Here we go again – US sanctions on Iran
On August 6th it will be 90 days since President Trump pulled out of the Joint Comprehensive Plan of Action (JCPOA) with Iran. This means that the first set of Iran sanctions will be put back in place. The sanctions will ban Iran from buying US dollars, from trading in gold, precious gems and some metals and from exporting food and carpets to the US. They will also prohibit the issuing of debt to Iran and holding accounts with considerable amounts of rials. It won’t be until November 4th that the finance, petroleum, energy, insurance and shipping sectors will be targeted when the second tranche of sanctions are introduced.
With tensions between the two countries escalating to CAPs LOCK levels and then de-escalating to possible talks, the reintroduction of sanctions come at a difficult time. Compliance departments should expect a volatile and potentially confusing period. Which has not been helped by the European Union who has failed to provide clarity on whether or not European companies can continue to trade as if the JCPOA was still in place. Then there are rumors that Iran’s Central Bank is designing a Petro-esque cryptocurrency to help evade the sanctions. Companies with a global presence will have to tread carefully to ensure they are not breaking someone’s rules.
Did you miss it? – AML/CFT changes in the UK
In the last month authorities in the UK responsible for anti-money laundering controls have been busy. To make sure you haven’t missed anything here is a rundown of some of their recent work:
- The Register of Overseas Entities Bill – a world first, this bill designed to fight corruption will create a register of ultimate beneficial ownership of overseas entities that own property in the UK.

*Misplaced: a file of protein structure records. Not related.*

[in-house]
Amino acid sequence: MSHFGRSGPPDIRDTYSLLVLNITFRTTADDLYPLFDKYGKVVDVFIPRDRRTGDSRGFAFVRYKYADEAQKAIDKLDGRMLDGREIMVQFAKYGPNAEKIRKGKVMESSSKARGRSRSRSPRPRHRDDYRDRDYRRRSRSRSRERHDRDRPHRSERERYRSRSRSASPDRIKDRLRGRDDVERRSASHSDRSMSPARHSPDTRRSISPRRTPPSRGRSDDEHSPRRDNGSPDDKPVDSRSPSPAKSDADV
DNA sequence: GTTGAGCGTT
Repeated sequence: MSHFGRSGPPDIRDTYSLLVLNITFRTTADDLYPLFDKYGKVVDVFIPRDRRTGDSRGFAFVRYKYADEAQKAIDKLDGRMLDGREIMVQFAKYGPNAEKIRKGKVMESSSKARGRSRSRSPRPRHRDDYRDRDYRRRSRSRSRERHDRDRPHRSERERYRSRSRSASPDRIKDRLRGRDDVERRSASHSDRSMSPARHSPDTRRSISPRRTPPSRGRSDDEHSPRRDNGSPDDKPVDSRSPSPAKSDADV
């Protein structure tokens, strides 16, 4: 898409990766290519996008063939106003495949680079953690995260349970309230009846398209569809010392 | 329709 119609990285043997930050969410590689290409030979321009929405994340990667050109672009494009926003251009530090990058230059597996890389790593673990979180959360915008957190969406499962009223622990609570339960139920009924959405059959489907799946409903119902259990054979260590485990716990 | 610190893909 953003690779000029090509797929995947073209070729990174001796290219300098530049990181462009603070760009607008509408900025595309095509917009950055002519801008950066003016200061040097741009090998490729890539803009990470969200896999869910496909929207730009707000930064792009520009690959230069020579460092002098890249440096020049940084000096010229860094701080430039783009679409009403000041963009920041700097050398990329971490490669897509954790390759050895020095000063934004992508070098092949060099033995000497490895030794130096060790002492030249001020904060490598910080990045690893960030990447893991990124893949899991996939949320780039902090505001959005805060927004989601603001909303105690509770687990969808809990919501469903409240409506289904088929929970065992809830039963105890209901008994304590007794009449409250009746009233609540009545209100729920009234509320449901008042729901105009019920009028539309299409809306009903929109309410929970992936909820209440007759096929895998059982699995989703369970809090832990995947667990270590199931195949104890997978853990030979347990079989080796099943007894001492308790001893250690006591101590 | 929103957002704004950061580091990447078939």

- The Law Commission Consultation on Anti-Money Laundering: The SARs Regime – this consultation will review the effectiveness of and suggest improvements to a number of UK AML/CFT laws and tools – with first findings to be published by the end of the year. This could set the groundwork for big changes to the UK’s regime.
- The FCA Anti-Money Laundering Annual report 2017/18 – get the latest facts and figures from last year’s financial crime returns and SAMPL data as well as confirmation that financial crime will remain a priority for the FCA.
- Global Witness investigation into Corporate Ownership – although not released by the government this important report confirms the suspicions that despite increased transparency around ownership, bad actors are still able to subvert controls and open companies in the UK to launder money.
What is driving all of this change? Firstly, Brexit means that the UK needs to create a robust framework to prevent crime and has the chance to create new laws without EU constraints. Secondly, and probably more important here, the UK will receive the results of its FATF Mutual Evaluation this October. Being judged “less than compliant” in any area will have a negative effect on the reputation of the UK’s financial integrity. Consulting on laws now may soften this blow.
Are you up to date with all the recent work by the UK Government on anti-money laundering controls? Here’s what you need to know #ComplyAnalysis
40.3 million reasons to get to work
Monday was World Day Against the Trafficking of Persons. The UN Director General said “trafficking in persons is a vile crime that feeds on inequalities, instability and conflict…[traffickers] prey on the vulnerable and rob them of their fundamental rights.” Today, 40.3 million people are victims of human trafficking, they are forced into marriages or labor, sexually exploited, sold as children, turned into child soldiers or particularly horrifically, have their organs harvested. For traffickers these people earn them over $150 billion a year, making human trafficking the world’s third most profitable crime.
The private sector has an important role to play in identifying the illicit financial behaviors associated with trafficking, such as salaries of seasonal workers being withdrawn immediately in cash as they are deposited into accounts. In a crime where the main piece of evidence is a human being who can be intimidated or silenced, financial intelligence provides a strong source of evidence in investigations and prosecutions. Bringing an end to human trafficking will never be easy but financial services can make it a lot more difficult for the traffickers who profit from it.